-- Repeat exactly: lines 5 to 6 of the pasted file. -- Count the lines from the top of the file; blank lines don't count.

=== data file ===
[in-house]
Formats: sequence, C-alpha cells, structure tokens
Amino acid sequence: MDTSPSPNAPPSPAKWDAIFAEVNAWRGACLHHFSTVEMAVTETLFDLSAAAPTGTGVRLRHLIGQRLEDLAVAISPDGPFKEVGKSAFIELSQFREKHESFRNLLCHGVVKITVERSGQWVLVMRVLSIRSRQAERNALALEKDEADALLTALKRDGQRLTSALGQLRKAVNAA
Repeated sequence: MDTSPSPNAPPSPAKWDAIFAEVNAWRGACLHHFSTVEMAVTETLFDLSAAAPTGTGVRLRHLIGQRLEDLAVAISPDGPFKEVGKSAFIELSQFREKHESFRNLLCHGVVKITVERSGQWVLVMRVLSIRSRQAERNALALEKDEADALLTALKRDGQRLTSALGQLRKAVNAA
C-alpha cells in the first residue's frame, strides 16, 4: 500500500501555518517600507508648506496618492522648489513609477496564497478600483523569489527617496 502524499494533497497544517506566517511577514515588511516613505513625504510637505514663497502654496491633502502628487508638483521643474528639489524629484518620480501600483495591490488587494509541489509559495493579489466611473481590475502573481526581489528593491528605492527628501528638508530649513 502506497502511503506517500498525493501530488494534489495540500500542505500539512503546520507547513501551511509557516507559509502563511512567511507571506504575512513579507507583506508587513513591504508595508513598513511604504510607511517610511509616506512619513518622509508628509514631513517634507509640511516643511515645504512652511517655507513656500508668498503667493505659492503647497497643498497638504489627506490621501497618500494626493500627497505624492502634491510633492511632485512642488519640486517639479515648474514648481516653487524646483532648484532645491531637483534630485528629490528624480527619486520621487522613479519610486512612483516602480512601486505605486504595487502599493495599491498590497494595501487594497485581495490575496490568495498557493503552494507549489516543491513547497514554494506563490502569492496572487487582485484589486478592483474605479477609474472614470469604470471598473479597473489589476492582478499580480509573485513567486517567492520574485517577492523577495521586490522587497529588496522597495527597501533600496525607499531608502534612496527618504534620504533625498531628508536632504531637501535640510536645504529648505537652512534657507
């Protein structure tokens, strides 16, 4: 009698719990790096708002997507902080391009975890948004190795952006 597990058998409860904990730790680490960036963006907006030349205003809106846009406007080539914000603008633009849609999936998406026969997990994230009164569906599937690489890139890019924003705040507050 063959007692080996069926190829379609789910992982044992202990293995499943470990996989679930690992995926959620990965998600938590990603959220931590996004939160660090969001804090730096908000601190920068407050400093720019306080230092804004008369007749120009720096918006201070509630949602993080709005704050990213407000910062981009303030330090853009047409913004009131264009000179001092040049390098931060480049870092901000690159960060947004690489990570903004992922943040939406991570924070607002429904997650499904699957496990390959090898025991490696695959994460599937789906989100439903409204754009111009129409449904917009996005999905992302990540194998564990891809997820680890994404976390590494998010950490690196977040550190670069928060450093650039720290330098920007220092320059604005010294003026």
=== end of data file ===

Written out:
C-alpha cells in the first residue's frame, strides 16, 4: 500500500501555518517600507508648506496618492522648489513609477496564497478600483523569489527617496 502524499494533497497544517506566517511577514515588511516613505513625504510637505514663497502654496491633502502628487508638483521643474528639489524629484518620480501600483495591490488587494509541489509559495493579489466611473481590475502573481526581489528593491528605492527628501528638508530649513 502506497502511503506517500498525493501530488494534489495540500500542505500539512503546520507547513501551511509557516507559509502563511512567511507571506504575512513579507507583506508587513513591504508595508513598513511604504510607511517610511509616506512619513518622509508628509514631513517634507509640511516643511515645504512652511517655507513656500508668498503667493505659492503647497497643498497638504489627506490621501497618500494626493500627497505624492502634491510633492511632485512642488519640486517639479515648474514648481516653487524646483532648484532645491531637483534630485528629490528624480527619486520621487522613479519610486512612483516602480512601486505605486504595487502599493495599491498590497494595501487594497485581495490575496490568495498557493503552494507549489516543491513547497514554494506563490502569492496572487487582485484589486478592483474605479477609474472614470469604470471598473479597473489589476492582478499580480509573485513567486517567492520574485517577492523577495521586490522587497529588496522597495527597501533600496525607499531608502534612496527618504534620504533625498531628508536632504531637501535640510536645504529648505537652512534657507
């Protein structure tokens, strides 16, 4: 009698719990790096708002997507902080391009975890948004190795952006 597990058998409860904990730790680490960036963006907006030349205003809106846009406007080539914000603008633009849609999936998406026969997990994230009164569906599937690489890139890019924003705040507050 063959007692080996069926190829379609789910992982044992202990293995499943470990996989679930690992995926959620990965998600938590990603959220931590996004939160660090969001804090730096908000601190920068407050400093720019306080230092804004008369007749120009720096918006201070509630949602993080709005704050990213407000910062981009303030330090853009047409913004009131264009000179001092040049390098931060480049870092901000690159960060947004690489990570903004992922943040939406991570924070607002429904997650499904699957496990390959090898025991490696695959994460599937789906989100439903409204754009111009129409449904917009996005999905992302990540194998564990891809997820680890994404976390590494998010950490690196977040550190670069928060450093650039720290330098920007220092320059604005010294003026």